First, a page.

Google Profiles is an application for creating a public profile. It can act as a social media hub to link to blogs, Flickr, Twitter, Facebook, Google Reader, and other profiles.Show more screenshots »
Google Profiles rolled out its new interface in March 2011. Several tech websites are hypothesizing that this is another step towards some kind of massive project to compete with Facebook.
The profile, at this point, is mostly about the “About” section. Buzz can be used or hidden – Buzz isn’t everyone’s favorite tool – most are sticking with Twitter. It also has a tab for PicasaWeb albums.
To begin, the About section should be completed. Let’s start with the sidebar: a profile photo from gravatar, a Picasa web album, previously uploaded profile photos, or a new photo uploaded from the computer may be featured. Below the profile pic, there is an option to allow people to email the user from the profile. The users actual email address will be hidden from the sender. Below that, users may indicate location, relationship status, and gender. This is all optional.
Moving to the main About section, the first item is a Scrapbook. Users may add photos for profile viewers to see. To add a photo, users may use Picasa Web Album Photos or computer uploads. Uploading is quite fast over a high speed broadband connection. The downside to this is that all images are cropped into squares. The user has no ability to edit or adjust what part of a rectangular image is visible. This means that either the user must adjust the photos before uploading or simply live with what the program uses as the cropped image. The photos appear across the top of the profile.
Next is the Introduction section. A very simple text editor is provided for the user to add a short bio. In addition to the introduction, there is an option to add custom links or manage connected accounts. Users may connect Facebook, Quora, Yahoo, Flickr, LinkedIn, Twitter, or Yelp. Once chosen, a user provides the account name or link to the profile page of the service. Users may choose to add these links to the public Google Profile as well. To allow these to be visible on your profile, users must click the link that says “your public Google Profle”. This is not intuitive and took me several tries to figure it out. To add a custom link, users provide a label for the type of site and the URL.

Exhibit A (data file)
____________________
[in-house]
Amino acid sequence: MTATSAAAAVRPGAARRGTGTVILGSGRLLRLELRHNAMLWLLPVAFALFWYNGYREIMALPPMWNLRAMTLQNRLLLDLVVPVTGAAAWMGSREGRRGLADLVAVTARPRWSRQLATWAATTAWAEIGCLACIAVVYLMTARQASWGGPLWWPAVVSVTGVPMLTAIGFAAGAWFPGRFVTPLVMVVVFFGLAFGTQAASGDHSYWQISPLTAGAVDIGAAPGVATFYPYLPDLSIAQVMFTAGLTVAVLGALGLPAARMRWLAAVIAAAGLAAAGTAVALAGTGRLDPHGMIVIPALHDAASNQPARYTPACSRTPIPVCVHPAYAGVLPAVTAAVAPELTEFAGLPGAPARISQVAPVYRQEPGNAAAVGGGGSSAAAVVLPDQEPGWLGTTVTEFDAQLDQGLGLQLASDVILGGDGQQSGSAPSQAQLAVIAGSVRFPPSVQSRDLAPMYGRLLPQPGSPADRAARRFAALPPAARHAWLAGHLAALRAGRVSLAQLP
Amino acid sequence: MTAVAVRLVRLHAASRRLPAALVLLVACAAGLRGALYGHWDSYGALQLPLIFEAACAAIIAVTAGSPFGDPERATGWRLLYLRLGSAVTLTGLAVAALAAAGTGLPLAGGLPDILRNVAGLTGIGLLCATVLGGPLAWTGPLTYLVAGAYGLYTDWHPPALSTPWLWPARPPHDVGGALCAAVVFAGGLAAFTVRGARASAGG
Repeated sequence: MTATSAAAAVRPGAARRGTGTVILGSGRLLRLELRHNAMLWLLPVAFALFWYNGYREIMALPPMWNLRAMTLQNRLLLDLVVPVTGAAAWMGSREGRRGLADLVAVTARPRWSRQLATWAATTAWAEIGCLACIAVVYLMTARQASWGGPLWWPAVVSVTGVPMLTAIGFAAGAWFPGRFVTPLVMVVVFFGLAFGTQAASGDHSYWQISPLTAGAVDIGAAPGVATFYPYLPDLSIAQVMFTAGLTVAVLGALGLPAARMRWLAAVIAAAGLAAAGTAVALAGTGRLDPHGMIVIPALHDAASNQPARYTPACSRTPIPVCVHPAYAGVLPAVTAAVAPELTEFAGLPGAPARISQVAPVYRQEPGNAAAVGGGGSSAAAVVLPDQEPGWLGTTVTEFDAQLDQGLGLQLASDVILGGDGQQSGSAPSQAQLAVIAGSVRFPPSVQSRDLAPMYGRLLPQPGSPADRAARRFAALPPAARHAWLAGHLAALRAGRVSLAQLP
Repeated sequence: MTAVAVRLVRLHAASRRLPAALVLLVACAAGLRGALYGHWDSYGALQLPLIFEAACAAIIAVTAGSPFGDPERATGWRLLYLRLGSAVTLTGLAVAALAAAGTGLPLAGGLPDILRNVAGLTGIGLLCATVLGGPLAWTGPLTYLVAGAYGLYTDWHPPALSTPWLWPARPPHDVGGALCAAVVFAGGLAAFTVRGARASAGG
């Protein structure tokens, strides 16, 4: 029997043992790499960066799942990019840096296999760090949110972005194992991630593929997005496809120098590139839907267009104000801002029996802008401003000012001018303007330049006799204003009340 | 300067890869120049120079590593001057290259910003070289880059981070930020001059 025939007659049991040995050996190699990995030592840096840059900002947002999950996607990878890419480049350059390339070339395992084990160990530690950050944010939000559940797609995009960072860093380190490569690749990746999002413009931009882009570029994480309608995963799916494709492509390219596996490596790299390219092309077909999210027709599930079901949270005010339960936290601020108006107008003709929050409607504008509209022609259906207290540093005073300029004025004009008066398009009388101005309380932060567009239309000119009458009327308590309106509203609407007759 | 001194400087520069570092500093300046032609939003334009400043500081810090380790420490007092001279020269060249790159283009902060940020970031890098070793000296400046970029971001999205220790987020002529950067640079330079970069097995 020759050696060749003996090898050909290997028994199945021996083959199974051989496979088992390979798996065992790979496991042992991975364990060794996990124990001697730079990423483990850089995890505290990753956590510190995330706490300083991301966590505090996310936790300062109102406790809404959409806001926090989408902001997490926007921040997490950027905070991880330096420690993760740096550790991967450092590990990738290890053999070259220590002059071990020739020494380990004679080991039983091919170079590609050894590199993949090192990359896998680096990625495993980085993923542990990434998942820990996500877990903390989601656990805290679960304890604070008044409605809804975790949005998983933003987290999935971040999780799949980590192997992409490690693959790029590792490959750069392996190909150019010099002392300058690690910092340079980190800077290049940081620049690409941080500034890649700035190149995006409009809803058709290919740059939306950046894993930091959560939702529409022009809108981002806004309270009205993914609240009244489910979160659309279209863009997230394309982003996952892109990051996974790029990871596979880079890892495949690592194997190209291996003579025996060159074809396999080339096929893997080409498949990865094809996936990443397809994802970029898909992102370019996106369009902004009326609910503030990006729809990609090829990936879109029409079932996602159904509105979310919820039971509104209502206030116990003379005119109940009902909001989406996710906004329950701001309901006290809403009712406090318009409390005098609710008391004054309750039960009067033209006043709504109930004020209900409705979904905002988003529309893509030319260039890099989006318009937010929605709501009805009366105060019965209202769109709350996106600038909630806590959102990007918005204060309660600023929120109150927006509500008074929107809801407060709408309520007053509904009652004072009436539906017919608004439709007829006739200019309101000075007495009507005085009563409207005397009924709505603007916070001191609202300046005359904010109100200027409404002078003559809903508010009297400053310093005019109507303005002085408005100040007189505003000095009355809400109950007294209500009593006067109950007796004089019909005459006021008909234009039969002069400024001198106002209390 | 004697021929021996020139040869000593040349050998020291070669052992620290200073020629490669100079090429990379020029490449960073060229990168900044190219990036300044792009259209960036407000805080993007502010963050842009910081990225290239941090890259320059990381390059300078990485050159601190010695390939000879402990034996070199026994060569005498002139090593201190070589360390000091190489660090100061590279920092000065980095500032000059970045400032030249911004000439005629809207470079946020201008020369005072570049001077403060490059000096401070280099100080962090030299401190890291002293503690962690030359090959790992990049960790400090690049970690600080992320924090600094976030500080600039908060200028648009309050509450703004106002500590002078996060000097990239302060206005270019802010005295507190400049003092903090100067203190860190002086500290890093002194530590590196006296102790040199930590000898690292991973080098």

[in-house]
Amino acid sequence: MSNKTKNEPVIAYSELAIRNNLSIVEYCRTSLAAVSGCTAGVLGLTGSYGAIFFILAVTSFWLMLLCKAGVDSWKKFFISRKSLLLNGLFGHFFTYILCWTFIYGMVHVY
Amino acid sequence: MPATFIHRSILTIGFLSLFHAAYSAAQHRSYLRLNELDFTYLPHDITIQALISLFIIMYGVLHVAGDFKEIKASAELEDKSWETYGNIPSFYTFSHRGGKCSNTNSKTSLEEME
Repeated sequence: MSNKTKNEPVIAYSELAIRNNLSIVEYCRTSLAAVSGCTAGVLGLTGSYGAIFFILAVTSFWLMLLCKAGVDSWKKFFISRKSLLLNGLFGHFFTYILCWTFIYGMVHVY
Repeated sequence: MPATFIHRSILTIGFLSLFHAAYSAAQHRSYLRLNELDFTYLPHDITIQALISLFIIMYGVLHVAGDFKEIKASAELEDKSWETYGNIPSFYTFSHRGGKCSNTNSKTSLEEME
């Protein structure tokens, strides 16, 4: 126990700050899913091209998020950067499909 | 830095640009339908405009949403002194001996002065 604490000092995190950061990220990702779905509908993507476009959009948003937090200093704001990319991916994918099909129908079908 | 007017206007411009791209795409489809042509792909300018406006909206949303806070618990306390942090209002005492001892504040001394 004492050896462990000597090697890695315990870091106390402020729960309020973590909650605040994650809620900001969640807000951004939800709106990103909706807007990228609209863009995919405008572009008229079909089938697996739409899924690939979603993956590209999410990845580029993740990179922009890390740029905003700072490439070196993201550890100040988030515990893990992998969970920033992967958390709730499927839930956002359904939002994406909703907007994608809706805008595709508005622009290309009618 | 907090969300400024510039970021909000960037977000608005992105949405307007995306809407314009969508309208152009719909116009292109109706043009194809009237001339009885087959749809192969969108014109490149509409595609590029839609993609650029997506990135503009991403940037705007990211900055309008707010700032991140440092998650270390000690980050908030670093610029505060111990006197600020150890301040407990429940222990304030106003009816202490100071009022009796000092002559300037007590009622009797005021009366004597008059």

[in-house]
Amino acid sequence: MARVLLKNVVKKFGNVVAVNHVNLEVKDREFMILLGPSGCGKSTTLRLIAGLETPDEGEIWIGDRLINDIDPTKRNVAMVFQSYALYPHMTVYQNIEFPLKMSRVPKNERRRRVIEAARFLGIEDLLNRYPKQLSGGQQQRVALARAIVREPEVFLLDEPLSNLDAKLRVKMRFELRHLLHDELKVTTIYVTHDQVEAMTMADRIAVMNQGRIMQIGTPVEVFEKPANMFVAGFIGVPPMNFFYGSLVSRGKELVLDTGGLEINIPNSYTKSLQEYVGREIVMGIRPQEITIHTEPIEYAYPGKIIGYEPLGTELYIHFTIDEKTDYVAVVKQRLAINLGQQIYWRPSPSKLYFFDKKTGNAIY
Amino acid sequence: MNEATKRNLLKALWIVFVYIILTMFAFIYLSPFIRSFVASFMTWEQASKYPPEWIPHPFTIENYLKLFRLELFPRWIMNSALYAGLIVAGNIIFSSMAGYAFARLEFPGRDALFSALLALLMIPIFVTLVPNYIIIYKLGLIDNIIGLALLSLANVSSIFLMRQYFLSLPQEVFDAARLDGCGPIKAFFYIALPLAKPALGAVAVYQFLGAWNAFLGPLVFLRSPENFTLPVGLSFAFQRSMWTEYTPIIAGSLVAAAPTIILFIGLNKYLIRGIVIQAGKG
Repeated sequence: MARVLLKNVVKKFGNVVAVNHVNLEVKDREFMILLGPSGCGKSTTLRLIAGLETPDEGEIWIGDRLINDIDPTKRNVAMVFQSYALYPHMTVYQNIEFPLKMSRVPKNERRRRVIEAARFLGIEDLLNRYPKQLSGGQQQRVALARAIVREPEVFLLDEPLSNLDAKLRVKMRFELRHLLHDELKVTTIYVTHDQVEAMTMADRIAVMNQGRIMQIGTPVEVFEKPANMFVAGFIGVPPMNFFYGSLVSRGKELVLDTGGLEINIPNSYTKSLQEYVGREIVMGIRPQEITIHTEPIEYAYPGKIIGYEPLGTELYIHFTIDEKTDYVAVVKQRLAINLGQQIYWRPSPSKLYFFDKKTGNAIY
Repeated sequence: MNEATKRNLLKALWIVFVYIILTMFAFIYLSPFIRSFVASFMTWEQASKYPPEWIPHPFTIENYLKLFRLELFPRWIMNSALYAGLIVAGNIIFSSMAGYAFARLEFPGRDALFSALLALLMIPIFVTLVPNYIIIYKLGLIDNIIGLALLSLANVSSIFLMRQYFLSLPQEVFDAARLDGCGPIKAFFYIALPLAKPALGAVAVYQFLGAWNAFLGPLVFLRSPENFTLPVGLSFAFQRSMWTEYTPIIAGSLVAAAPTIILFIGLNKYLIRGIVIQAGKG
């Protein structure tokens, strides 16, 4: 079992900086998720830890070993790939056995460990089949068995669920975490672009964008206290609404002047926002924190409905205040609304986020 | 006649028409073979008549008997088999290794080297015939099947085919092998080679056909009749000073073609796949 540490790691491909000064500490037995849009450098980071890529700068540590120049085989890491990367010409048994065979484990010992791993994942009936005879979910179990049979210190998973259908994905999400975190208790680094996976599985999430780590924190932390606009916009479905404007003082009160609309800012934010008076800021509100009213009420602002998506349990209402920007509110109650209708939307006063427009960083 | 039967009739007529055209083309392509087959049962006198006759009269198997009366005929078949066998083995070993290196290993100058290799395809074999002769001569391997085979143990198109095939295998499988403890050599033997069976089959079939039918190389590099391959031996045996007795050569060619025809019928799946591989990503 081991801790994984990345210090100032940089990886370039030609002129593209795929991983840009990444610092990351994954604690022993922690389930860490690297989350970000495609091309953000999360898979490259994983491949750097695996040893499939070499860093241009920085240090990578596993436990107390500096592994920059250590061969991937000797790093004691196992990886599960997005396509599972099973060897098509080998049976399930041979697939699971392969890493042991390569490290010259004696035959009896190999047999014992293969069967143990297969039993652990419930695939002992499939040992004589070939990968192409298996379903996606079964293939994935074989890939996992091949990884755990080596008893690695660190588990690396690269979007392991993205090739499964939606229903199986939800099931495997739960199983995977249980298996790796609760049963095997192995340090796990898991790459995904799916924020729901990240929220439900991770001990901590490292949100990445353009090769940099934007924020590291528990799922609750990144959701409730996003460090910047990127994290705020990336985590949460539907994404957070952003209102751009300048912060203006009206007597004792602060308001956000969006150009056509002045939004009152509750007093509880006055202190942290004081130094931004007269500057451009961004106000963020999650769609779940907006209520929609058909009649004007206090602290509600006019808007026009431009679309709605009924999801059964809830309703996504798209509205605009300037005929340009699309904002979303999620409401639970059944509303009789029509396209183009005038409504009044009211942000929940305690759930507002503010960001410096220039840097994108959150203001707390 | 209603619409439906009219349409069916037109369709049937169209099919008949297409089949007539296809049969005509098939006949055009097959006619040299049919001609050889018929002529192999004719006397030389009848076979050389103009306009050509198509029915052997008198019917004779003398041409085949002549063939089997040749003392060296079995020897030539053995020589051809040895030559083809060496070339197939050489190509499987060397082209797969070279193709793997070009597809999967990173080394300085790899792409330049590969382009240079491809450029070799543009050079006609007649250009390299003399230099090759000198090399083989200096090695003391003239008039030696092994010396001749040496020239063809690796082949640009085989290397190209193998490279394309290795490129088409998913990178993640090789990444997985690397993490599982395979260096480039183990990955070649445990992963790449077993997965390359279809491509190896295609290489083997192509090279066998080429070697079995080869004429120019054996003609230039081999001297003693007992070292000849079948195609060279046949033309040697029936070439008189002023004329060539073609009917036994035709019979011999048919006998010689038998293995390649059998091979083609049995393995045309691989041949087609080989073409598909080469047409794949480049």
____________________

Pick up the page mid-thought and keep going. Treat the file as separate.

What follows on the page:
The next section is “bragging rights”, a place to brag about… whatever you want. Then users fill in occupation, employment, and education. All of this is very easy and accomplished via fill-in-the-blank or simple text editor. Next, users may indicate places they have lived on a Google Map.
Information about how to contact you at work or home is requested, but is no publicly visible. Users may choose who may view this information.
Relationship status includes a number of options, including “it’s complicated” to “in a civil union”. In the Look For section, users can indicate friends, dating, a relationship, or networking. Gender and other names (maiden name, alternate spellings of the name) and Nicknames may be added.
Each user may choose to allow or deny visibility in search results. A profile URL is provided for use in other apps.
When finished, click Done Editing at the top of the page.
To use Google Profiles, a user must have a Google account. Setting up an account requires a current email address, password, location, birthdate, word verification (to confirm you are human and not a bot), and agreement to terms of service.
Google Profiles is a free application.
If the tech sites are correct, this is the first step towards Google’s answer to Facebook. If this is true, having a thorough profile ready will prepare users for the process. For now, it is more of a way to have your bio information available and searchable on the web.